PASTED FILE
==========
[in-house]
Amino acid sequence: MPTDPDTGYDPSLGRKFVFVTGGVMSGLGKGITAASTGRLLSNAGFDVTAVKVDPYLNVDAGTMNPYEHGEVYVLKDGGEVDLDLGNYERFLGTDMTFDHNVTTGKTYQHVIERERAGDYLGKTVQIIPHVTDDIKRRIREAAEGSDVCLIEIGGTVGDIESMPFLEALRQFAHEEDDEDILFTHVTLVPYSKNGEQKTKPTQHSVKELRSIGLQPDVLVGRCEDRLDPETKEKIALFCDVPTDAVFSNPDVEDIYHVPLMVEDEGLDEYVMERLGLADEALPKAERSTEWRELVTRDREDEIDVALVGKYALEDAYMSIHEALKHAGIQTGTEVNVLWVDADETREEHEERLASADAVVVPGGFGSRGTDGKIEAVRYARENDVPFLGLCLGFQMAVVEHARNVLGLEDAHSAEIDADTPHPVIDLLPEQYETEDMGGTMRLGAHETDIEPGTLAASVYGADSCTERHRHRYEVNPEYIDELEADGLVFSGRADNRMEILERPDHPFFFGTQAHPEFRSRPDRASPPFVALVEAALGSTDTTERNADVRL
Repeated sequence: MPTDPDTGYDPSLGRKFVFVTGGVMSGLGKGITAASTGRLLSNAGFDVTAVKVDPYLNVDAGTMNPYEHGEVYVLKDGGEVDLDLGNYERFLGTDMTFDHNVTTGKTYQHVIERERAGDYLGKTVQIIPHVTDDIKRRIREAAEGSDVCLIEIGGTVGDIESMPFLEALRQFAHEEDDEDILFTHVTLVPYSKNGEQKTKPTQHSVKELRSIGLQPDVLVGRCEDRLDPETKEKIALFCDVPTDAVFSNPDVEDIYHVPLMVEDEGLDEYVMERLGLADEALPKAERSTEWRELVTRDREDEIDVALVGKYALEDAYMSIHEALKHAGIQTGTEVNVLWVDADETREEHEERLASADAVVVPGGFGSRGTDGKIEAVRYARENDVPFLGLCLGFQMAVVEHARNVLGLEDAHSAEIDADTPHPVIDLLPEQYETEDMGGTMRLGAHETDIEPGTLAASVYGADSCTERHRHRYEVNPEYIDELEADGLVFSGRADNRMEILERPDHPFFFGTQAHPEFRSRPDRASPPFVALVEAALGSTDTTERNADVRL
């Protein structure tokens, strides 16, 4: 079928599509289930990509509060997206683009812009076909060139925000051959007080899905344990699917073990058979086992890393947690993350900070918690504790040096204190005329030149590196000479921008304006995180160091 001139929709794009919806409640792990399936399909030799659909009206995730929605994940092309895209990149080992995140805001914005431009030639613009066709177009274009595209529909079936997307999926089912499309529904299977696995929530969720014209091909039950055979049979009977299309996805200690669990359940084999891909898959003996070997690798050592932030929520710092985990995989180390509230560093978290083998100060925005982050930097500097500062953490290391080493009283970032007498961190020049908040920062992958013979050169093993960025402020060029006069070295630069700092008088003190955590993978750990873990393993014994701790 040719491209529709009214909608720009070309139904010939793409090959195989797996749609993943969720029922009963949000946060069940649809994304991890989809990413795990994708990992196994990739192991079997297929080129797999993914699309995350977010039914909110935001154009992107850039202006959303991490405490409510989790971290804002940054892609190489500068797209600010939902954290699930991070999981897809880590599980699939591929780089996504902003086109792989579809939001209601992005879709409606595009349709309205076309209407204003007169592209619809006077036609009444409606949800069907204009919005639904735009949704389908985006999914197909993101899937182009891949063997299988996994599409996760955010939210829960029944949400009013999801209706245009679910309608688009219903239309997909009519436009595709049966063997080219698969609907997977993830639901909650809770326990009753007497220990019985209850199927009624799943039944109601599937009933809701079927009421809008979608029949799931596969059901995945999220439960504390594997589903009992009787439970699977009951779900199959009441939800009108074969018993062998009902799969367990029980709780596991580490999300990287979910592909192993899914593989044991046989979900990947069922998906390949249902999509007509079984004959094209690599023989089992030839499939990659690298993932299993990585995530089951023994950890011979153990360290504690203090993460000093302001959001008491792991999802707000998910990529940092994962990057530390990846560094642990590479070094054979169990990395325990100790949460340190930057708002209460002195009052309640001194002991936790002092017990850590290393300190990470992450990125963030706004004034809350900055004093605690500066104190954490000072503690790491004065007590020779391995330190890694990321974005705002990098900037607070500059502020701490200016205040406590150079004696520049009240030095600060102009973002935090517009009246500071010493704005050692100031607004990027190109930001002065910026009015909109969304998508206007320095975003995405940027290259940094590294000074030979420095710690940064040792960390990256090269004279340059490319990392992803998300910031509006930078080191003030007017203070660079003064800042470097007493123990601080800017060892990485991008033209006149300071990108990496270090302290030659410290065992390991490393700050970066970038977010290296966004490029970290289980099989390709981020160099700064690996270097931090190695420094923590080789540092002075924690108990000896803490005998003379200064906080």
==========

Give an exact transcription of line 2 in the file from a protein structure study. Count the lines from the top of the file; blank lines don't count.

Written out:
Amino acid sequence: MPTDPDTGYDPSLGRKFVFVTGGVMSGLGKGITAASTGRLLSNAGFDVTAVKVDPYLNVDAGTMNPYEHGEVYVLKDGGEVDLDLGNYERFLGTDMTFDHNVTTGKTYQHVIERERAGDYLGKTVQIIPHVTDDIKRRIREAAEGSDVCLIEIGGTVGDIESMPFLEALRQFAHEEDDEDILFTHVTLVPYSKNGEQKTKPTQHSVKELRSIGLQPDVLVGRCEDRLDPETKEKIALFCDVPTDAVFSNPDVEDIYHVPLMVEDEGLDEYVMERLGLADEALPKAERSTEWRELVTRDREDEIDVALVGKYALEDAYMSIHEALKHAGIQTGTEVNVLWVDADETREEHEERLASADAVVVPGGFGSRGTDGKIEAVRYARENDVPFLGLCLGFQMAVVEHARNVLGLEDAHSAEIDADTPHPVIDLLPEQYETEDMGGTMRLGAHETDIEPGTLAASVYGADSCTERHRHRYEVNPEYIDELEADGLVFSGRADNRMEILERPDHPFFFGTQAHPEFRSRPDRASPPFVALVEAALGSTDTTERNADVRL